5

If I set a passphrase on my private key like so:

openssl rsa -des -in insecure.key -out secure.key

and I remove the passphrase like so:

openssl rsa -in secure.key -out insecure.key

then my private key (insecure.key) ends up with a file mode of 644.

How can I tell openssl to create insecure.key with a file mode of 600 (or anything)?

I know that I can simply chmod the file afterwards, but what if I lose connection? Then there's a private key on the filesystem that anybody could read.

  • Just lauch all the commands in one line separated by ";" – YoMismo Apr 17 '15 at 10:50
  • Thanks @YoMismo that's a better solution, but there's still an (albeit miniscure) time where the private key is exposed. – Ellis Percival Apr 17 '15 at 10:57
  • 2
    nohup bash -c "your_commands_separated_by_;" & will execute the complete list of the commands even if the connection is lost. Your file will be exposed much less time than when you lauch the commands by hand, and no connection loss affects the execution. – YoMismo Apr 17 '15 at 11:35
10

You can try to set umask before converting it

umask 077; openssl rsa -in secure.key -out insecure.key

Edit: To not affect other files in the current shell environment by the umask setting execute it in a subshell:

( umask 077; openssl rsa -in secure.key -out insecure.key )
  • Does this set umask permanently? Would I need to set it back to whatever it was afterwards? – Ellis Percival Apr 17 '15 at 10:47
  • 1
    No, it set it for the session/login. If you need to execute further commands you can revert it like this: umask 033 or umask 022 (to give 644) – Romeo Ninov Apr 17 '15 at 10:50
  • 3
    Only the current shell environment is affected. Which you can see by executing umask ; ( umask 077 ; umask ) ; umask; it returns 0002, 0077, 0002. So if the anwser encloses the command sequence in subshell parenthesis you're fine. In other words; no reset of umask is necessary if both commands are within a ( umask 077 ; openssl ... ) subshell. – Janis Apr 17 '15 at 10:57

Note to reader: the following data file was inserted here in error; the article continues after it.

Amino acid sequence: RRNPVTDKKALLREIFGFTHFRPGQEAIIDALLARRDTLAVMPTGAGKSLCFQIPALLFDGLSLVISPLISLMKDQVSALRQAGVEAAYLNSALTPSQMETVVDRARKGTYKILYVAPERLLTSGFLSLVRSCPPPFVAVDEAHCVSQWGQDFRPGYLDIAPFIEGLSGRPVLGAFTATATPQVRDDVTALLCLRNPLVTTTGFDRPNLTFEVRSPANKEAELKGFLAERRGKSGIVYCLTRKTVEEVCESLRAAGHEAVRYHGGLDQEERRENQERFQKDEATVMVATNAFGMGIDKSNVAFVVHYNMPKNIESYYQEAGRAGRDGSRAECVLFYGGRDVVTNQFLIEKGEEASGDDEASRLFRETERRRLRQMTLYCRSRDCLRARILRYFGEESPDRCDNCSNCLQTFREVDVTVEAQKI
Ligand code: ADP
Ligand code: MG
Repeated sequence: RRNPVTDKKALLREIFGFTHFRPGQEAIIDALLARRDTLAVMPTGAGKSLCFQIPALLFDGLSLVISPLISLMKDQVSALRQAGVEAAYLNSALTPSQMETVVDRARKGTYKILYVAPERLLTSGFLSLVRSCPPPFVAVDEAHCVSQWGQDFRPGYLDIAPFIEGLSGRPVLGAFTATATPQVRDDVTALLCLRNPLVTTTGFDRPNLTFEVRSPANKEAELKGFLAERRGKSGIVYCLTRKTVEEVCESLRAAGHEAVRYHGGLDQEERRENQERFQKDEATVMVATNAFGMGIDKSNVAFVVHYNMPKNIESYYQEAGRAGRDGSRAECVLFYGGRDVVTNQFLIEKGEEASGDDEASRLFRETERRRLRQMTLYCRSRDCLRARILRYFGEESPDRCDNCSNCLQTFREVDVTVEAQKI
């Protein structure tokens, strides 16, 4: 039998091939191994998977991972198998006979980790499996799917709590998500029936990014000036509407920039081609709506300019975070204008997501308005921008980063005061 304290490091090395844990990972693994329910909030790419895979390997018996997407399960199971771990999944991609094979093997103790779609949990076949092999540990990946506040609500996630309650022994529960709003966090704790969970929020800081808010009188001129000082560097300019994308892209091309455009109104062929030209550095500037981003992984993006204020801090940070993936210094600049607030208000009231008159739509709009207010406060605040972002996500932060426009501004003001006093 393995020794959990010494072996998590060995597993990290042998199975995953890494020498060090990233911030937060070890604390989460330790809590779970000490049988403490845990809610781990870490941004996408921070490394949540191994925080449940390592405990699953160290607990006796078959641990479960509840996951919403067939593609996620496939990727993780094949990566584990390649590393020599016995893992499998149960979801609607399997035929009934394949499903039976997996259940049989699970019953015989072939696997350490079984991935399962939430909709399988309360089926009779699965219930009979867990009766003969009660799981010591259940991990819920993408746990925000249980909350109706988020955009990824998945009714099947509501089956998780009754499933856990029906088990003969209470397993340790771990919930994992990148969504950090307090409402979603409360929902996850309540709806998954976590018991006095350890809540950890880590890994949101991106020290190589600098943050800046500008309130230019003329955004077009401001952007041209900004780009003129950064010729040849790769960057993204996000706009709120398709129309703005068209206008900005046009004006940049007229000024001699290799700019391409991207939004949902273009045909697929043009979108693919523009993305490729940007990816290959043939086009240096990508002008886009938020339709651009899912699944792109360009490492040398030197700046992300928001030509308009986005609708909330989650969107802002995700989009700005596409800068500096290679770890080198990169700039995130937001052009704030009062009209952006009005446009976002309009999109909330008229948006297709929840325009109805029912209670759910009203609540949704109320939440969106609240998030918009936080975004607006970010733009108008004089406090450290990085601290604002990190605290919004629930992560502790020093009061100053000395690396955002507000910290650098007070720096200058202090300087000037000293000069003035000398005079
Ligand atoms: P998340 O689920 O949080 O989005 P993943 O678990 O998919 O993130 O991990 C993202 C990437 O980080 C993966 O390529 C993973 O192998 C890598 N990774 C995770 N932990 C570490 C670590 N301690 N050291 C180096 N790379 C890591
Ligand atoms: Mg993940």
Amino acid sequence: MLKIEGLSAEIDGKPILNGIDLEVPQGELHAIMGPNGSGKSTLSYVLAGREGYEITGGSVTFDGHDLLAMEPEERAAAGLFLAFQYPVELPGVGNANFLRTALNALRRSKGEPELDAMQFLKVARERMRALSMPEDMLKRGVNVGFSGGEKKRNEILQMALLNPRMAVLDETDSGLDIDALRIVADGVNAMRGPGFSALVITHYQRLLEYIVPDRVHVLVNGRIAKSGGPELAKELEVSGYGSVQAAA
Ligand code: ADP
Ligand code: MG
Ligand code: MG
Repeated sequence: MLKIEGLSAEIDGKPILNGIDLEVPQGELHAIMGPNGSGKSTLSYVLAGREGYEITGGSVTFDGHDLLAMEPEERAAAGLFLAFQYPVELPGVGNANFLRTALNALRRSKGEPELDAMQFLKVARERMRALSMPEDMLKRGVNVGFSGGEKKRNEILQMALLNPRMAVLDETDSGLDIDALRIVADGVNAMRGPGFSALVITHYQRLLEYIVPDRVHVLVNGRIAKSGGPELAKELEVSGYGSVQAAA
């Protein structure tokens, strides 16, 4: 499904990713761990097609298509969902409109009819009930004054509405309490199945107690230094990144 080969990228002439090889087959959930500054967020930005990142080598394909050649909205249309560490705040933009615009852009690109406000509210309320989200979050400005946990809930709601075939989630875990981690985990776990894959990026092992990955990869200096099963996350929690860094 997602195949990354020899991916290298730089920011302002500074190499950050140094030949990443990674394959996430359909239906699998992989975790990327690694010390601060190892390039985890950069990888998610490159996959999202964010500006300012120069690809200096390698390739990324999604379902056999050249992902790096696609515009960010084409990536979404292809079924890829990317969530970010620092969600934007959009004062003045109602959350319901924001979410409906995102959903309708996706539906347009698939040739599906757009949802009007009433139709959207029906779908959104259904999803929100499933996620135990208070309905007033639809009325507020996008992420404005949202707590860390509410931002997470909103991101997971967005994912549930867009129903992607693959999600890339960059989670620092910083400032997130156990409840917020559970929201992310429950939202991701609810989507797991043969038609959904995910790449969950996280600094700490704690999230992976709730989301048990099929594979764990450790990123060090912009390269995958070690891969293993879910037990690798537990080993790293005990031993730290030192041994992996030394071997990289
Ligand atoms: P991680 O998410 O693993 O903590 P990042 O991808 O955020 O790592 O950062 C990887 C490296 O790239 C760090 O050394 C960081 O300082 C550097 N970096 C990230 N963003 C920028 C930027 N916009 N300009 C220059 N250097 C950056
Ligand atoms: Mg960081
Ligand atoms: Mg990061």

4

One way to do this is to make a blank insecure.key file first and chmod it.

touch insecure.key
chmod 600 insecure.key

Which makes the directory look like

total 28
drwxr-xr-x  2 flyte flyte 4096 Apr 17 11:44 .
drwxr-xr-x 12 flyte flyte 4096 Apr 17 11:44 ..
-rw-------  1 flyte flyte    0 Apr 17 11:44 insecure.key
-rw-------  1 flyte flyte 1746 Apr 17 11:42 secure.key

And then remove the passphrase

openssl rsa -in secure.key -out insecure.key

Which makes the directory look like

total 32
drwxr-xr-x  2 flyte flyte 4096 Apr 17 11:44 .
drwxr-xr-x 12 flyte flyte 4096 Apr 17 11:44 ..
-rw-------  1 flyte flyte 1679 Apr 17 11:45 insecure.key
-rw-------  1 flyte flyte 1746 Apr 17 11:42 secure.key

However, this is a bit of a faff and it'd be nicer if there was an argument to openssl which does this in one go.

3

A trivial but simpler solution is to chmod 700 a directory and operate inside it.

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